POSTS TO HPFGU
2002-2003
     
       
       
HPfGU #52624

Grindelwald, Voldemort, and other dark folks

RE: Grindelwald, Voldemort, and other dark folks


The Catlady provided a list of non-ideological reasons which might lead people in the WW to throw in their lot with Voldemort:

Some are seeking wealth (their share of the loot), slaves, sex (from the slaves), a paycheck, or just think they're less likely to be killed if they're on the winning side (like Pettigrew). Some seek a position of power ("Lord Voldemort will make me supervisor of traffic enforcement for this town") which they can use to "punish" the people they don't like. A Dark Wizard can offer more than a Dark Muggle can, magic things, of which a potion of immortality would be tops ...

Immortality is the biggie, I'd say. The very first book in the series emphasizes the temptation of immortality. Harry's internal struggle largely revolves around his need to accept his parents' deaths. Voldemort is "Voldemort" and his followers "Death Eaters." I really don't think that's all accidental.

To the above list, though, I would also add the restoration of ancient class privilege, which I believe to be Lucius Malfoy's main interest in Voldemort and which I don't view as either purely ideological (although it can be framed that way) or as precisely the same thing as the issue of purity of blood (although the two issues are obviously closely related). I believe that the exchange between Malfoy and Borgin in Knockturn Alley at the beginning of CoS serves to highlight issues which might have led so many members of the WW's older families to throw in their lot with Voldemort the first time around.

Ffred is more concerned with ideological issues, though. He wrote:

So where do you go if you are a wizard with political ambitions for change? The only place seems to be into conspiracy.

::slow smile::

Well...yes. That really is one of the more troubling things about the developing backstory, isn't it? It certainly is for me. I find that the more we are told about the Ministry, and about wizarding society as a whole, the more sympathy I feel for the Death Eaters, particularly for those who signed on when they were quite young.

It's hard for me as a reader to believe that all of them were as cynical or as purely self-interested as Lucius Malfoy seems to be, especially given that each passing volume seems to paint the WW's status quo in darker and darker shades. GoF gives us that sickening account of the WW under Crouch, tells us about an attempted genocide of the giants, and then provides, in the figure of younger Crouch, an example of a servant of Voldemort who, while he does seem to have been rather severely emotionally disturbed, is also presented as a highly idealistic personality type.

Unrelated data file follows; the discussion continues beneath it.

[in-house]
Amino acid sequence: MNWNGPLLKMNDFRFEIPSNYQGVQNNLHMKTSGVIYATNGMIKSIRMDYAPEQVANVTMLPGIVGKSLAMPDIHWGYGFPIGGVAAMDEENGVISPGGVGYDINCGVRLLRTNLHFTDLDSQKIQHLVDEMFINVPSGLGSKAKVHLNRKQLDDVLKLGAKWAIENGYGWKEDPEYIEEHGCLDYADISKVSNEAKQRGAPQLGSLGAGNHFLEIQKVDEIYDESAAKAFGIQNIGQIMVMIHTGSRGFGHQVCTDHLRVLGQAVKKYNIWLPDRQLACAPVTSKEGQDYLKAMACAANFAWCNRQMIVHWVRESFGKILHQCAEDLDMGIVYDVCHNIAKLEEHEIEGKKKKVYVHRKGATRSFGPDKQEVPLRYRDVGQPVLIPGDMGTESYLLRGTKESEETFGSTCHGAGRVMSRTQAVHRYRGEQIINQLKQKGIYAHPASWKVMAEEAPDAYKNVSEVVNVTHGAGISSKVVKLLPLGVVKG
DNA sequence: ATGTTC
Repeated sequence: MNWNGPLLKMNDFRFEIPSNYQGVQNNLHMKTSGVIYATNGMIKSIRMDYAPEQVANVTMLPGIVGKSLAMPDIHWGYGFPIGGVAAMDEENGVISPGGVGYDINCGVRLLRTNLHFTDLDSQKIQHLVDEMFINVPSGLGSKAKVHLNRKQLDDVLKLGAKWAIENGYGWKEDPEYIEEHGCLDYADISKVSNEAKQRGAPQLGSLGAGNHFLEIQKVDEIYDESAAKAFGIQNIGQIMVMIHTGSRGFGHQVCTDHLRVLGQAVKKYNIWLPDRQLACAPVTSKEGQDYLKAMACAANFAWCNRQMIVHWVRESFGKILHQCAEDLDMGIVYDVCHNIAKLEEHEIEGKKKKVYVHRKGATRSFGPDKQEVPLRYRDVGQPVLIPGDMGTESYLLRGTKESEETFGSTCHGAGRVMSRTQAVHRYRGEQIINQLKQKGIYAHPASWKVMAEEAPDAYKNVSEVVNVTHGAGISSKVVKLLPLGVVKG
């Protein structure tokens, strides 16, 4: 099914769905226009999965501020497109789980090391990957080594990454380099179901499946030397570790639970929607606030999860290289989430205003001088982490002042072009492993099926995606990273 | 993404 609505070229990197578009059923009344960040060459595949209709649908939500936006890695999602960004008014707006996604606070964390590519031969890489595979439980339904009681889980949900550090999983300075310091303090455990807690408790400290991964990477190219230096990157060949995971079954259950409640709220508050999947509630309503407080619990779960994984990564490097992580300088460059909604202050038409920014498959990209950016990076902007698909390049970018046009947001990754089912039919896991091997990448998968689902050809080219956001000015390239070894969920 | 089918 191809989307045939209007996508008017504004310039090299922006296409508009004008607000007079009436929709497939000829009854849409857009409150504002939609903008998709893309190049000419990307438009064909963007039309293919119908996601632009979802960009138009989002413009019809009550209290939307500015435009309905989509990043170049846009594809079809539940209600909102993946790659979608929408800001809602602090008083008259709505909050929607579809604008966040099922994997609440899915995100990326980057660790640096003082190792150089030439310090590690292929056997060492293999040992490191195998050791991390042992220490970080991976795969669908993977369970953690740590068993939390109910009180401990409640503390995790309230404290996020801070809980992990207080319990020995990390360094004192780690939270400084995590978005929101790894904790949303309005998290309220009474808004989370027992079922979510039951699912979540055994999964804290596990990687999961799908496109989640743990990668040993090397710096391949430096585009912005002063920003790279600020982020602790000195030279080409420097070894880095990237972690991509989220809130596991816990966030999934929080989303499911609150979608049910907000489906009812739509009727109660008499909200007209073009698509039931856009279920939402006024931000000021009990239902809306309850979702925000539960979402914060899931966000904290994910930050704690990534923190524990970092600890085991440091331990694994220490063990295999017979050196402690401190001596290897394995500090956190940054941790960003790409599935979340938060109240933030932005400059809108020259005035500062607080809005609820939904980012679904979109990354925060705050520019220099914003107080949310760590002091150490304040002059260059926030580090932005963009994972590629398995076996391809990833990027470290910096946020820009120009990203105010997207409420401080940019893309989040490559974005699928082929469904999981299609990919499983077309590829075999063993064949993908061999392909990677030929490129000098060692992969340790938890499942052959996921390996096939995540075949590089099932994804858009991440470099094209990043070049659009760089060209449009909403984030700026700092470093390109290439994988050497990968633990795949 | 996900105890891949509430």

It gets harder and harder for me as a reader to believe that there were no misguided—but nonetheless quite legitimately aggrieved—idealists among Voldemort's followers. It would be very nice, IMO, if this really were a symptom of the series' transition from a focus on the concerns of childhood to one on the concerns of adolescence. Sadly, though, I strongly suspect that it is accidental, that JKR really has no idea just how well she's laid the groundwork for future examination of the problems of misguided idealism in her series.

Such a pity.

Of course, one can always hope. To my mind, the introduction of Snape's old Slytherin classmates, certain aspects of their characters as depicted so far (Fanatic!Lestranges, hints of ambivalence in Avery), and the implied authorial promise that they will be brought into the plotline as figures of more importance in the next volume or two, all provide us with by far our best hope that JKR actually might be planning on touching on a few of these issues in later canon.

—Elkins

Posted February 20, 2003 at 5:20 pm
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